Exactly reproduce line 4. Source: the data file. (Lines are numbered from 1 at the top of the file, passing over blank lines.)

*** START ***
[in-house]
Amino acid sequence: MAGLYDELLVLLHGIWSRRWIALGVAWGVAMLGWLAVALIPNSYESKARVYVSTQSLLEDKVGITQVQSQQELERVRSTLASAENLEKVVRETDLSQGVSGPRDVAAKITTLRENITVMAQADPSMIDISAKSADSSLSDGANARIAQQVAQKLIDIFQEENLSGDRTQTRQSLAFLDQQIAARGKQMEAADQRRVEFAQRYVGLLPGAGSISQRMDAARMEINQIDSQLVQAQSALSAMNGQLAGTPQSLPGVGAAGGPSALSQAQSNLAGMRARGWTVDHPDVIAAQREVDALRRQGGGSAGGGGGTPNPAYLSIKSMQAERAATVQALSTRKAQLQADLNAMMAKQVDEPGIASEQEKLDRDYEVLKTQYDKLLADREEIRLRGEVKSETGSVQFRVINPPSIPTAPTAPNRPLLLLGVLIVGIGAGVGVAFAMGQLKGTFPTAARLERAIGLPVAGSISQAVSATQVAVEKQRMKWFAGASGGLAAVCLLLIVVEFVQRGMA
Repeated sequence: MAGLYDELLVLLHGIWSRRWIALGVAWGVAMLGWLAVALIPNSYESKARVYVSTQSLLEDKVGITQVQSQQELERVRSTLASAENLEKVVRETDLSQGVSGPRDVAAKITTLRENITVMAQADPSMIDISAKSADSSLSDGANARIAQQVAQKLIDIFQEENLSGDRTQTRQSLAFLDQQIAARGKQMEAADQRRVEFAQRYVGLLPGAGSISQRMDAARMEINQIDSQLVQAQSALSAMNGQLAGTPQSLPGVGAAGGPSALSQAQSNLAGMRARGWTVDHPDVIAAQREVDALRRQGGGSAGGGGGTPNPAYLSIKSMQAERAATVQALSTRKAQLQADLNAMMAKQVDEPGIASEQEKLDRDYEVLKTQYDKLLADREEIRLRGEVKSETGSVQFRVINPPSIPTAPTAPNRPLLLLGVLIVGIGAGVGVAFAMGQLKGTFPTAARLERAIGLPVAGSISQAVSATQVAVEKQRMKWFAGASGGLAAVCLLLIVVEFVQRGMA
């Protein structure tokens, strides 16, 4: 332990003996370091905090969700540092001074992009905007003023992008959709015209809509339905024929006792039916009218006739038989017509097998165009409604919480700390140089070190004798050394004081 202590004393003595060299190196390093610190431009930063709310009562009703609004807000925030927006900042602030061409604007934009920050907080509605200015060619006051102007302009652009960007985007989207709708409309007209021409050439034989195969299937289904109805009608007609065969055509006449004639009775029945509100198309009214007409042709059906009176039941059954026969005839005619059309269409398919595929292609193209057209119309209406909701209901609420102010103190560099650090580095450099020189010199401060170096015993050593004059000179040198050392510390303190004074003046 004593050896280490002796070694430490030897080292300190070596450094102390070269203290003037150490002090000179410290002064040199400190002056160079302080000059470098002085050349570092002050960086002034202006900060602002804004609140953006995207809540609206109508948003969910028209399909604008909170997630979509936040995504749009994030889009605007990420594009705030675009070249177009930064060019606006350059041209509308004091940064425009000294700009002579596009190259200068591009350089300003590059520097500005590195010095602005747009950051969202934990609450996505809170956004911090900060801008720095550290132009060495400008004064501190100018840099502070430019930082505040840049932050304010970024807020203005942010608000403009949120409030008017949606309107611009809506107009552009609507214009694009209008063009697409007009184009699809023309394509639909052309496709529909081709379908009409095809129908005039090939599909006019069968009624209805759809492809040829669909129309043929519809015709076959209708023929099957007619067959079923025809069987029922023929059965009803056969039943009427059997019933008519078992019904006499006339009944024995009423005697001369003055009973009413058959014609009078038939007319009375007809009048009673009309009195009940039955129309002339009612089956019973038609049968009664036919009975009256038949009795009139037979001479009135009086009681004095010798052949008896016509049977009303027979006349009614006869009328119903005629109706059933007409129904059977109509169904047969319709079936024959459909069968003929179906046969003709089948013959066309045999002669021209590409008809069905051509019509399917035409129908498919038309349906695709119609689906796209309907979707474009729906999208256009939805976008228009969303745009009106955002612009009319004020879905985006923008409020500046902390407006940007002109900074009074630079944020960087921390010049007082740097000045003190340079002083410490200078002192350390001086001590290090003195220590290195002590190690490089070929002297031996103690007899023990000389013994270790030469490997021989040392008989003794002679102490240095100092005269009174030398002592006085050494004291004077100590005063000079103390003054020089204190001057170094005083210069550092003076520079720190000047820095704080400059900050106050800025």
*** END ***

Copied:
């Protein structure tokens, strides 16, 4: 332990003996370091905090969700540092001074992009905007003023992008959709015209809509339905024929006792039916009218006739038989017509097998165009409604919480700390140089070190004798050394004081 202590004393003595060299190196390093610190431009930063709310009562009703609004807000925030927006900042602030061409604007934009920050907080509605200015060619006051102007302009652009960007985007989207709708409309007209021409050439034989195969299937289904109805009608007609065969055509006449004639009775029945509100198309009214007409042709059906009176039941059954026969005839005619059309269409398919595929292609193209057209119309209406909701209901609420102010103190560099650090580095450099020189010199401060170096015993050593004059000179040198050392510390303190004074003046 004593050896280490002796070694430490030897080292300190070596450094102390070269203290003037150490002090000179410290002064040199400190002056160079302080000059470098002085050349570092002050960086002034202006900060602002804004609140953006995207809540609206109508948003969910028209399909604008909170997630979509936040995504749009994030889009605007990420594009705030675009070249177009930064060019606006350059041209509308004091940064425009000294700009002579596009190259200068591009350089300003590059520097500005590195010095602005747009950051969202934990609450996505809170956004911090900060801008720095550290132009060495400008004064501190100018840099502070430019930082505040840049932050304010970024807020203005942010608000403009949120409030008017949606309107611009809506107009552009609507214009694009209008063009697409007009184009699809023309394509639909052309496709529909081709379908009409095809129908005039090939599909006019069968009624209805759809492809040829669909129309043929519809015709076959209708023929099957007619067959079923025809069987029922023929059965009803056969039943009427059997019933008519078992019904006499006339009944024995009423005697001369003055009973009413058959014609009078038939007319009375007809009048009673009309009195009940039955129309002339009612089956019973038609049968009664036919009975009256038949009795009139037979001479009135009086009681004095010798052949008896016509049977009303027979006349009614006869009328119903005629109706059933007409129904059977109509169904047969319709079936024959459909069968003929179906046969003709089948013959066309045999002669021209590409008809069905051509019509399917035409129908498919038309349906695709119609689906796209309907979707474009729906999208256009939805976008228009969303745009009106955002612009009319004020879905985006923008409020500046902390407006940007002109900074009074630079944020960087921390010049007082740097000045003190340079002083410490200078002192350390001086001590290090003195220590290195002590190690490089070929002297031996103690007899023990000389013994270790030469490997021989040392008989003794002679102490240095100092005269009174030398002592006085050494004291004077100590005063000079103390003054020089204190001057170094005083210069550092003076520079720190000047820095704080400059900050106050800025």